In building left unity, CCDS should take concrete measures for common and coordinated efforts in the mass movement continuing efforts that began with the July 2009 symposium in San Francisco in conjunction with the CCDS 6th national convention. Local areas should reach out to socialist and communist parties/organizations that share a common perspective on the electoral struggle to discuss areas of common work in the mass movement for more effective organizing.
Resolution of the CCDS NCC Meeting, Sept 30, 2011
In discussing the urgency of the political moment and the economic crisis facing the working class and its allies, the NCC urges CCDS members to undertake all possible ways to help build broad coalition efforts in the fight for jobs, peace and against austerity and war. Particularly, we urge CCDS to:
1. Become fully engaged with the ‘Occupy Wall Street’ direct actions and mass mobilizations expanding through hundreds of cities across the country. In addition to working directly with the young people initiating these events, we should work to bring wider allies, such as trade unions and grassroots organizations from communities of color, to add their voices and their strength to this common front aimed at finance capital.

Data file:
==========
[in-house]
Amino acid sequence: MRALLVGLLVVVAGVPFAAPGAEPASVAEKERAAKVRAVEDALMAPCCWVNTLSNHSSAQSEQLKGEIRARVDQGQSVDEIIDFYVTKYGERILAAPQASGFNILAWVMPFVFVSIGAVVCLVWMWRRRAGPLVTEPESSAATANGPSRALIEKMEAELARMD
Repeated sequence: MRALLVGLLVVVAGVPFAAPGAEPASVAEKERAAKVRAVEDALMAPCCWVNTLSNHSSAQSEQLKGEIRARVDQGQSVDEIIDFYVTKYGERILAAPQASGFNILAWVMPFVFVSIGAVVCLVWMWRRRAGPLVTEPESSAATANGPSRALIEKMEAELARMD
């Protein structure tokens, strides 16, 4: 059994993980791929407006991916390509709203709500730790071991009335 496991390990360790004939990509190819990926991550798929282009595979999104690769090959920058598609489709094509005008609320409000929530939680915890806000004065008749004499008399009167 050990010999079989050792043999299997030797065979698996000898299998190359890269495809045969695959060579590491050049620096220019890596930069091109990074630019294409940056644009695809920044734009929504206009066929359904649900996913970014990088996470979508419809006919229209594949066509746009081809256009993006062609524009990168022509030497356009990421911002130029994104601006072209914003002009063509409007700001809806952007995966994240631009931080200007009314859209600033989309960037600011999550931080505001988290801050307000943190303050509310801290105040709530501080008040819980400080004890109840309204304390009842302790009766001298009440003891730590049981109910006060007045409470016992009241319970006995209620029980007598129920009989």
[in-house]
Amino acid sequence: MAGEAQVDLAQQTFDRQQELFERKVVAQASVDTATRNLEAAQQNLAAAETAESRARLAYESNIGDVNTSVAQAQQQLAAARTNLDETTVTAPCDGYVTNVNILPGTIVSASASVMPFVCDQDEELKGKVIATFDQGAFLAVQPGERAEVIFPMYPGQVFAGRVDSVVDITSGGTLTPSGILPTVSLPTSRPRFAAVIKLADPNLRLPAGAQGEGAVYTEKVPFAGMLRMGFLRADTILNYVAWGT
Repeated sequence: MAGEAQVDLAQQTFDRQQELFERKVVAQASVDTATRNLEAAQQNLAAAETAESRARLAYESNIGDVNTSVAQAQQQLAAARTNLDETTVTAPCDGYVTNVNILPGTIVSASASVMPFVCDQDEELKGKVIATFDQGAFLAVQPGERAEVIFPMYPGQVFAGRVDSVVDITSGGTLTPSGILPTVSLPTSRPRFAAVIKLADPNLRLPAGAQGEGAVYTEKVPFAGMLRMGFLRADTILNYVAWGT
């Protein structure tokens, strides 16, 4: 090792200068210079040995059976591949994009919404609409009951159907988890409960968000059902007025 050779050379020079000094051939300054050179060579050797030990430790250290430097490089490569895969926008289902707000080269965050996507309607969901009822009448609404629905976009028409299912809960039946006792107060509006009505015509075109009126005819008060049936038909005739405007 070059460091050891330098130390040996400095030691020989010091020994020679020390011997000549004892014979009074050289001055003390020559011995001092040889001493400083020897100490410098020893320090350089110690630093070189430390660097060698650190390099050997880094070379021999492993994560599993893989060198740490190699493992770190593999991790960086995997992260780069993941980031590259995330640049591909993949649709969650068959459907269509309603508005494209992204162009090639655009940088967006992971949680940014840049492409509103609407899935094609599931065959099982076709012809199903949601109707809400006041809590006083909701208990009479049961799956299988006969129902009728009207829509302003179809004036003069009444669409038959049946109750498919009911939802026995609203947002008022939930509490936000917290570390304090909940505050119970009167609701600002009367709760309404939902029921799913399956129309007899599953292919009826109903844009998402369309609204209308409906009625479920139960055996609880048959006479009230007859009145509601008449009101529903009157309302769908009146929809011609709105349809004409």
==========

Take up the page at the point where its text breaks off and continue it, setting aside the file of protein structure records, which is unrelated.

2. Build support for the American Jobs Act put forward by President Obama as a first step to breaking the GOP’s resistance to any progressive change, as well as continuing support for other jobs legislation under considerations, such as then Schakowsky bill, and fuller measures such as the Conyers bill;
3. Build support and participate in the Rebuild the Dream coalition and its ongoing efforts, which has potential for building the left-center coalition of the progressive majority. In particular, we need to emphasize cutting the military budget and move the money to the needs of the country, and taxing the rich along with opposing any efforts to cut Social Security, Medicare and Medicaid.
4. Prepare for working in labor-community coalitions and other grass roots efforts in the 2012 electoral campaigns